Philadelphia developed a new application to help citizens map locations of Fire Escapes throughout Philly

Fire Escape Breaking News! The next big Fire Escape Tsunami wave has officially touched ground-zero in the city of Philadelphia, that is, because Philly’s Fire Department and Department of Licenses and Inspections just released an application, called “Fire Escape Crowdsourcing”; that will help identify and officially map Fire Escapes throughout the city in preparation for July 1st, 2017 upcoming mandatory inspections.

http://phl.maps.arcgis.com/apps/GeoForm/index.html?appid=865ee36b9ab14590a51d4d2aa8f9c951

Fire Escapes

Bill No. 160462, passed by City Council last year, amended the Philadelphia Fire and Property Maintenance Codes to require that building owners have fire escapes and fire balconies regularly inspected by a licensed professional engineer with experience in structural engineering.

Pursuant to the bill, the engineer must conduct an inspection, provide the building owner a full report on the inspection, and submit a summary of the report to L&I. The inspection report must include a classification of the condition of the fire escape/balcony or façade as Safe; Unsafe; or, if the condition is not currently Unsafe but will become so unless specified repairs and maintenance are completed, as Safe with a Repair and Maintenance Program. If the report:

  • Identifies any Unsafe conditions, you have 24 hours to take actions necessary to protect public safety, including posting notice of the condition inside the building; 3 days to apply for necessary permits to repair the fire escape/balcony; and 10 days to begin work to correct the condition. Following the repairs, the engineer has two weeks to reinspect and submit an updated report.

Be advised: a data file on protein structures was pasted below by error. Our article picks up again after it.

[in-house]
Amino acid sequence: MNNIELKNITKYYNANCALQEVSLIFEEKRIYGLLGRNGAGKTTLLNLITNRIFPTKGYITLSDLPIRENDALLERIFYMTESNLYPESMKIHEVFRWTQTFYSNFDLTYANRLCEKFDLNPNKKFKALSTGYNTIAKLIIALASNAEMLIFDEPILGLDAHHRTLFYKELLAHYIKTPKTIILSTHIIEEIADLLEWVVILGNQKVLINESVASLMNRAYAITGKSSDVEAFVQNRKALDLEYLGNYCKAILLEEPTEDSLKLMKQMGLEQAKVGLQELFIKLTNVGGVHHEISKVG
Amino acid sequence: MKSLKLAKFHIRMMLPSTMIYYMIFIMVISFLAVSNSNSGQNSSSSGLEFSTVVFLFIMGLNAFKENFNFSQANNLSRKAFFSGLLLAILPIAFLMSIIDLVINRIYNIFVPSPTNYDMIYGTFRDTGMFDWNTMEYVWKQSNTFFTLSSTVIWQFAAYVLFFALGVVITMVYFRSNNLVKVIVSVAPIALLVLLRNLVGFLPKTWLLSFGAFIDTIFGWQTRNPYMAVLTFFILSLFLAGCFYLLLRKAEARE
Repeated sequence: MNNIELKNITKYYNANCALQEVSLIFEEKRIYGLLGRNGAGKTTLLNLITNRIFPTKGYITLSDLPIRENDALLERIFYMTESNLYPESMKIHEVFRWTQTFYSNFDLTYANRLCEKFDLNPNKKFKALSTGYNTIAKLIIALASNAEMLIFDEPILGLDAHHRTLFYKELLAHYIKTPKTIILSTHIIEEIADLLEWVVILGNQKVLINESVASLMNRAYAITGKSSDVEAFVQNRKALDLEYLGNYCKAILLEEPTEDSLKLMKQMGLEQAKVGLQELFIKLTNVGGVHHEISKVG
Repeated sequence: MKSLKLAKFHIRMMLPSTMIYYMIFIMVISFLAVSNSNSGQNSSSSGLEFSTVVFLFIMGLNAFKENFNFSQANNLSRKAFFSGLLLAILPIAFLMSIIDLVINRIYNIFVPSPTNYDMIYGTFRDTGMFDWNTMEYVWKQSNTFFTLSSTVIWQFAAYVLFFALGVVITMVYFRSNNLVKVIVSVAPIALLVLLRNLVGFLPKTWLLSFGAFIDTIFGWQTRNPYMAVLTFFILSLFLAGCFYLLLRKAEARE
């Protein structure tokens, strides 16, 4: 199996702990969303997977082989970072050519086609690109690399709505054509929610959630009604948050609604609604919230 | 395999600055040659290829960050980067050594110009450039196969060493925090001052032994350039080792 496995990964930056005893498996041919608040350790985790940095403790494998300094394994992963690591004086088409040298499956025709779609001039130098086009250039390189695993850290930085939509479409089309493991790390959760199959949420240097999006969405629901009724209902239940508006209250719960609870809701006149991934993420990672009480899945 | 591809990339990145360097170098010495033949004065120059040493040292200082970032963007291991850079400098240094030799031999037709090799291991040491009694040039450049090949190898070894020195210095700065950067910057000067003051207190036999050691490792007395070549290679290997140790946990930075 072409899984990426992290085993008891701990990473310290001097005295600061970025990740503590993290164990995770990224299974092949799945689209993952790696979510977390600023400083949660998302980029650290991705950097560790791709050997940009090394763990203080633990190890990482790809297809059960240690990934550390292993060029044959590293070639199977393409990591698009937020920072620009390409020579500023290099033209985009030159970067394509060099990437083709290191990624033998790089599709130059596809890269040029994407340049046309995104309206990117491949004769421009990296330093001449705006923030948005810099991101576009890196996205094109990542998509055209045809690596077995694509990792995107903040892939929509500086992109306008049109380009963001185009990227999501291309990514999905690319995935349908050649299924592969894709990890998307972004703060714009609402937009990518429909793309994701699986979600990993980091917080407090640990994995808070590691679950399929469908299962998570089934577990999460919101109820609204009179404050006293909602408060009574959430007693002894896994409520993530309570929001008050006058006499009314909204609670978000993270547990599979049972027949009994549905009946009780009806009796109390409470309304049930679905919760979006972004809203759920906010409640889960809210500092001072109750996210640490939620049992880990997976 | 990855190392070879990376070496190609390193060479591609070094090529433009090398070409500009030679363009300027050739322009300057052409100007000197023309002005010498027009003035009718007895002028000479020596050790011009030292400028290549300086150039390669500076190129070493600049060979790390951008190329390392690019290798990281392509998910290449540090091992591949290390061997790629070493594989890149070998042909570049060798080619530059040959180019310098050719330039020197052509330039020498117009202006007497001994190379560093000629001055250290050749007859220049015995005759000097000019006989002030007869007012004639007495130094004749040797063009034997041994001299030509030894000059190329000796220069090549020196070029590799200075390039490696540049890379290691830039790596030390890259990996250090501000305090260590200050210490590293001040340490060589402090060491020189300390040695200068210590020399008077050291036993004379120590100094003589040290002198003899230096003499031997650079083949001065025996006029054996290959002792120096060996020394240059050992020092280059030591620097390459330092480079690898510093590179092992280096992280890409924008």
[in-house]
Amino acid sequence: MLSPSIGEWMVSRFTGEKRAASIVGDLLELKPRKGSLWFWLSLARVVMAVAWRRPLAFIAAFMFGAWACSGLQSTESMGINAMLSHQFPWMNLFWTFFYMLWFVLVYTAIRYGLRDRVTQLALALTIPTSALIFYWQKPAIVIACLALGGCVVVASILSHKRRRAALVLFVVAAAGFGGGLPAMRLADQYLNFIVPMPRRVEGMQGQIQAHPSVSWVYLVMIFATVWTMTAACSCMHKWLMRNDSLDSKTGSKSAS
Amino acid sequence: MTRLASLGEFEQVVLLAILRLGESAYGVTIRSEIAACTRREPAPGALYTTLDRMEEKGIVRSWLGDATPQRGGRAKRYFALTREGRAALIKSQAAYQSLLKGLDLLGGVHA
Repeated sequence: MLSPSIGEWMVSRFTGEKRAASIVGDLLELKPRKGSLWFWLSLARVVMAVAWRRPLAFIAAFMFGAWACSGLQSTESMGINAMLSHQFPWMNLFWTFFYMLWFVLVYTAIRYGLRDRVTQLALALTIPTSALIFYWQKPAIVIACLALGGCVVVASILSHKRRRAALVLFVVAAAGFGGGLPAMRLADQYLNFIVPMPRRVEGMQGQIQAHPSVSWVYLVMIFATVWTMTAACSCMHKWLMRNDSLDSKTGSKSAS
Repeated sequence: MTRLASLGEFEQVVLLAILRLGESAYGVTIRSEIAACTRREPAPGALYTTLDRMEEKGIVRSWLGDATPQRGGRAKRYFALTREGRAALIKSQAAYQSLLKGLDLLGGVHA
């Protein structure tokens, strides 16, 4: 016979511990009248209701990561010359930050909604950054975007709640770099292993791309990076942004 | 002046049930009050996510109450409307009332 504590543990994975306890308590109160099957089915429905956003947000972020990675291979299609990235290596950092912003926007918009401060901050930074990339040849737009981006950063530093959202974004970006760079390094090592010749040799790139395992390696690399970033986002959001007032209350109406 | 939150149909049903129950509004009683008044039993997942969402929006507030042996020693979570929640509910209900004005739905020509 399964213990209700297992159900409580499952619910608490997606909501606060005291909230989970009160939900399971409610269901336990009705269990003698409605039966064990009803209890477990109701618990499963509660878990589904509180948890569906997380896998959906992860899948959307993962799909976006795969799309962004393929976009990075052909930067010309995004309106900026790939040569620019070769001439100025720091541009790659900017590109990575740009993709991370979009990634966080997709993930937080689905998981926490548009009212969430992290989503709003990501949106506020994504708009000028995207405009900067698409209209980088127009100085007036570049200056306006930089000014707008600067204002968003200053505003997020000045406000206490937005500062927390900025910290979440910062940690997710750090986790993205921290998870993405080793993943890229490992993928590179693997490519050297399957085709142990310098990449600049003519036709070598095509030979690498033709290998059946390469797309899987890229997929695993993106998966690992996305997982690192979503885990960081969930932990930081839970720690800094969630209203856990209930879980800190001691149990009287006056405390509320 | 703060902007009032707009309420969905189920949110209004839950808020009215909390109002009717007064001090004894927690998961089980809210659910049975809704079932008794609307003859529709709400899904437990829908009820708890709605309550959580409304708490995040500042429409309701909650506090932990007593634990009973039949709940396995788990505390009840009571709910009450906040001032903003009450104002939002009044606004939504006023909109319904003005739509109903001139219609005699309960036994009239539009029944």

• Identifies any conditions as Safe with a Repair and Maintenance Program, you are responsible for taking the actions identified in the report to keep the conditions from becoming Unsafe.
  • Classifies your fire escapes/balconies as Safe, they will be tagged with weather-resistant placards that include the date of inspection and the date of the next required inspection.

Due Date: Inspections, reports, and summaries are due July 1, 2017, or ten years after the construction of your building, whichever comes last, and then every five years thereafter. If you have restored your fire escapes/balconies since June 30, 2016, you may request an extension of the due date for your first inspection by contacting L&I at fireescapereports@phila.gov.

For more information and required forms, please see the L&I website at http://www.phila.gov/li/Pages/PermitsCertificates.aspx.

Deadline to Comply is Fast Approaching

Deadline to Comply with New Fire Inspection Requirements is Fast Approaching

Article from The National Law Review

The deadline to comply with the new inspection requirements mandated by the recent amendment to the Philadelphia fire code is fast approaching.

In the wake of a fire escape collapse in Center City that caused one death and two very serious injuries, the City of Philadelphia reviewed whether to mandate the inspection of fire escapes. Ultimately, the City of Philadelphia enacted a bill that amended Section F-1011.1 of the Philadelphia Fire Code. This amendment requires building owners to conduct very specific inspections of their building’s fire escapes and fire escape balconies. A report of the inspection must be filed with the Department of Licenses and Inspections (“L&I”).

The initial deadline for filing these inspection reports is July 1, 2017. If the construction of the fire escape or fire escape balcony was completed after July 1, 2007, the first inspection must be conducted within ten years after construction of the fire escape or fire escape balcony was completed. For any fire escapes or fire escape balconies that underwent a restoration within one year prior to July 1, 2017, the building owner may apply for an extension of the initial inspection. Thereafter, building owners must file inspection reports every five years following the submission of the initial report.

A “fire escape” is defined by the ordinance as “a system of metal landings, balconies, stairs, or ladders attached to a building that are not classified as an exterior stairway and are intended or designed to aid in egress from a building in an emergency.” A “fire escape balcony” is defined as “a balcony that projects from the building face and is intended for use in conjunction with a fire escape, an exit stair, or an area of refuge.” Given these very broad definitions, care should be taken not to omit any required component from the inspection.